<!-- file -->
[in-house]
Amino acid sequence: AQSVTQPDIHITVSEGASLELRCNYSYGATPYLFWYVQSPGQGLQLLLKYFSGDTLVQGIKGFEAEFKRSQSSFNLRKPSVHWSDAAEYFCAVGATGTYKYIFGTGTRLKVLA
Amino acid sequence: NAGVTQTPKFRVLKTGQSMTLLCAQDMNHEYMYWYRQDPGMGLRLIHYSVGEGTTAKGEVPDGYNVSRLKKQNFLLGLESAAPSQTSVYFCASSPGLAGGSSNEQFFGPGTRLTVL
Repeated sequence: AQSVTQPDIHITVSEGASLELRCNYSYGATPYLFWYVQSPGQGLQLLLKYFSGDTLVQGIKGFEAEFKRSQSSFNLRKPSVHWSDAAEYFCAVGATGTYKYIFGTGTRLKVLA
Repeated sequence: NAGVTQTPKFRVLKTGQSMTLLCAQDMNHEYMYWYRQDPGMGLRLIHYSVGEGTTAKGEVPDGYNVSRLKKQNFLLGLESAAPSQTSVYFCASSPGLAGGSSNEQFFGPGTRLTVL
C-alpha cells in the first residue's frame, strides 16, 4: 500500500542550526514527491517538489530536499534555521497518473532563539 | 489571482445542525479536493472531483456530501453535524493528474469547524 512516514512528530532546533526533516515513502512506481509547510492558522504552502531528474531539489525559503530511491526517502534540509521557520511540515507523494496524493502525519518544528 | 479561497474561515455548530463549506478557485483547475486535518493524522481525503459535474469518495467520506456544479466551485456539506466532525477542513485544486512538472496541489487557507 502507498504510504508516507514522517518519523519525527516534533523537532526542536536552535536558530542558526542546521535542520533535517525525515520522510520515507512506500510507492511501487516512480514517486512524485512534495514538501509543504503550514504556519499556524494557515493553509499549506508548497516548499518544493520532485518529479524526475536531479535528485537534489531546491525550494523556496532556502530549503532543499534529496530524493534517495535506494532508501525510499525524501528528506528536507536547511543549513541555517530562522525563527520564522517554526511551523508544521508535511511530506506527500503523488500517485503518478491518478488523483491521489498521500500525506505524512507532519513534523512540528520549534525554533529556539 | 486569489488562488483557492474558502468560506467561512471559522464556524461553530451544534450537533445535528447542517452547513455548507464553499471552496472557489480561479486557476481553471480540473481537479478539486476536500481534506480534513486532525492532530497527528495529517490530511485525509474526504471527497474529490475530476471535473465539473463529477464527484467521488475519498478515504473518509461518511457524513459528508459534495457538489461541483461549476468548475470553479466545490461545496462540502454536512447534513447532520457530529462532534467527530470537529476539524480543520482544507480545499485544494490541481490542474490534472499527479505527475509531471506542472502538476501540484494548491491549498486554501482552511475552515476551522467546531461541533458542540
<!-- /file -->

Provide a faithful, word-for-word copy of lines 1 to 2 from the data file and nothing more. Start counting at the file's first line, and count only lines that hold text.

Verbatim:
[in-house]
Amino acid sequence: AQSVTQPDIHITVSEGASLELRCNYSYGATPYLFWYVQSPGQGLQLLLKYFSGDTLVQGIKGFEAEFKRSQSSFNLRKPSVHWSDAAEYFCAVGATGTYKYIFGTGTRLKVLA